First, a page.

“Delicious Delicacies” by Matthew D. Christianson

ramp2

Spring time brings many fresh produce items that chefs and foodies wait for all year. One such highly prized delicacy is the ramp, or “wild leek”, which belongs to the same pungent genus as onions, chives and garlic. The ramp’s odor is something akin to that of garlic and onion. We’re lucky to live in NYC because ramps are native to eastern North America, and also grow in Nova Scotia and southern Quebec, New England and the central Appalachian states.

Ramps get their funny name from the British Isles, where a related plant grows wild called the “Ramson”.  The English folk name “ramson” (son of Ram), referred to the plant’s habit of popping up during the sign of Aries (March 20 to April 20) on the zodiac calendar.

To early Native Americans and, later, the white settlers, ramps were an important and welcome addition to the early spring menu. Even the fresh and tender-green ramp leaves with their strong onion-garlic taste were a drastic improvement on the bland winter fare. Ramps were also regarded as a spring tonic that cleansed the blood.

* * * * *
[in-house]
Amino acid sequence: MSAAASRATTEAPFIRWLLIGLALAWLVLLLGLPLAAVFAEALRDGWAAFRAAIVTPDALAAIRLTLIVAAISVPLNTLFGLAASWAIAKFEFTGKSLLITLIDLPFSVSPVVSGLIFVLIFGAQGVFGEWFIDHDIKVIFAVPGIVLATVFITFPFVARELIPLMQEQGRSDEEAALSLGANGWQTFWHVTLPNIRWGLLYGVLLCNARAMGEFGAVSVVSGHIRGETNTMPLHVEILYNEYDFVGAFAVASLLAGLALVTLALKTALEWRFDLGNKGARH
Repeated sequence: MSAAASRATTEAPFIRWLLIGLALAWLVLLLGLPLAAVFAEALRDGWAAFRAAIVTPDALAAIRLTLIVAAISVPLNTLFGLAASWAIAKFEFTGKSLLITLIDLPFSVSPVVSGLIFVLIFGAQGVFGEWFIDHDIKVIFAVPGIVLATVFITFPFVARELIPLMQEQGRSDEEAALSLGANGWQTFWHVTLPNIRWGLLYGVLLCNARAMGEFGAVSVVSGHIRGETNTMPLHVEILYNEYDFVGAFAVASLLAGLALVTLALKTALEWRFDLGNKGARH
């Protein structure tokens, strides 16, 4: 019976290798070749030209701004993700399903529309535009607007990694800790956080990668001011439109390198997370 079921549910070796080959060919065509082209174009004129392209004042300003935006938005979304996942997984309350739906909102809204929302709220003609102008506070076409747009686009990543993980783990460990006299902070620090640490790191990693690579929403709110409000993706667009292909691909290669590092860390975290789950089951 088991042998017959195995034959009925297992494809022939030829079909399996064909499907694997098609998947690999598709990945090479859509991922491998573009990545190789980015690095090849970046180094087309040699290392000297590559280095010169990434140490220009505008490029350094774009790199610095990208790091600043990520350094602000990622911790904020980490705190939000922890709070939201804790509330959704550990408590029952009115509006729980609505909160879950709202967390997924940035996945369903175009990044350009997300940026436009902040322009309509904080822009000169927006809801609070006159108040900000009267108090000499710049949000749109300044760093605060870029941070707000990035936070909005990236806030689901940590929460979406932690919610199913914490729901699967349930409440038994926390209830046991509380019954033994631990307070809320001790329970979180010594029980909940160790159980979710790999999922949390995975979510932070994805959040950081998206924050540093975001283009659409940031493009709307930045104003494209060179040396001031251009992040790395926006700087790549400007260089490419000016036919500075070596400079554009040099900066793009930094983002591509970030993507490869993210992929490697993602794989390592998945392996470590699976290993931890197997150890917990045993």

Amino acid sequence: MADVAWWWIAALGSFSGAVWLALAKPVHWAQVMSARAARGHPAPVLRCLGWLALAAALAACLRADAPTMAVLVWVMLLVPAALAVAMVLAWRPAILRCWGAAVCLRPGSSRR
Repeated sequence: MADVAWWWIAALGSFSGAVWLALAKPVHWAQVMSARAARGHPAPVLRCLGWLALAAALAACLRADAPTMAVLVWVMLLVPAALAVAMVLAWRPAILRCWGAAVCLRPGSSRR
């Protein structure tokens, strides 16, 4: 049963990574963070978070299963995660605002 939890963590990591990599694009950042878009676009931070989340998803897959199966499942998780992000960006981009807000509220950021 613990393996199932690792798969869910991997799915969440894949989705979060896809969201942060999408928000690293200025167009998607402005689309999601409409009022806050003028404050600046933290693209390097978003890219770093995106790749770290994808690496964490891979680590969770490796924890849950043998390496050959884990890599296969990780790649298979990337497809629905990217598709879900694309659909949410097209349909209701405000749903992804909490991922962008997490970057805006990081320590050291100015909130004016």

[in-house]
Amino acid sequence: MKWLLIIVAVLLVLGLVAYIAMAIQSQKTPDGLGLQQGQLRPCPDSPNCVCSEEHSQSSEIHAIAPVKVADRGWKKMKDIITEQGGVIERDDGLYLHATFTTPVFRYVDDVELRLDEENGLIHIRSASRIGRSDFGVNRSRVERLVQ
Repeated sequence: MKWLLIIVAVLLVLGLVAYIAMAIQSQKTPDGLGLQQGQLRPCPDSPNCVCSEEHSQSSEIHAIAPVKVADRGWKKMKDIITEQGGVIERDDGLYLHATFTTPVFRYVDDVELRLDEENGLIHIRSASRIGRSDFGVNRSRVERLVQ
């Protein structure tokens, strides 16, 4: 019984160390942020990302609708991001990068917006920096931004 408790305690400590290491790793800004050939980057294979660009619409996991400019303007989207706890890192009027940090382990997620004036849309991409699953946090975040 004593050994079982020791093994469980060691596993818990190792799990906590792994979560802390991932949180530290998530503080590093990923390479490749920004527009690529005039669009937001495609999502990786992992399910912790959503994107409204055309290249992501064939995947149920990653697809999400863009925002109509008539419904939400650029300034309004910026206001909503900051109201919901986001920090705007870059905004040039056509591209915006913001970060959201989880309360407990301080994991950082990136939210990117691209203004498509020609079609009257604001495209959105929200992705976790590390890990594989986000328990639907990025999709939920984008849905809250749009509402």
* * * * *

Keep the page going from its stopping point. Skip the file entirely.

Even today, modern science supports this folk tradition of purification. Ramps are a good source of Vitamin C, as well as prostaglandin A1, a fatty acid known to be therapeutic in the treatment of hypertension. Studies have also shown that ramps combat heart disease by reducing levels of cholesterol. So quite by accident, (Just like many great discoveries!) and following their taste buds early mountain folk discovered a valuable nutritional supplement that is truely delicious!

Click here for delicious recipes!

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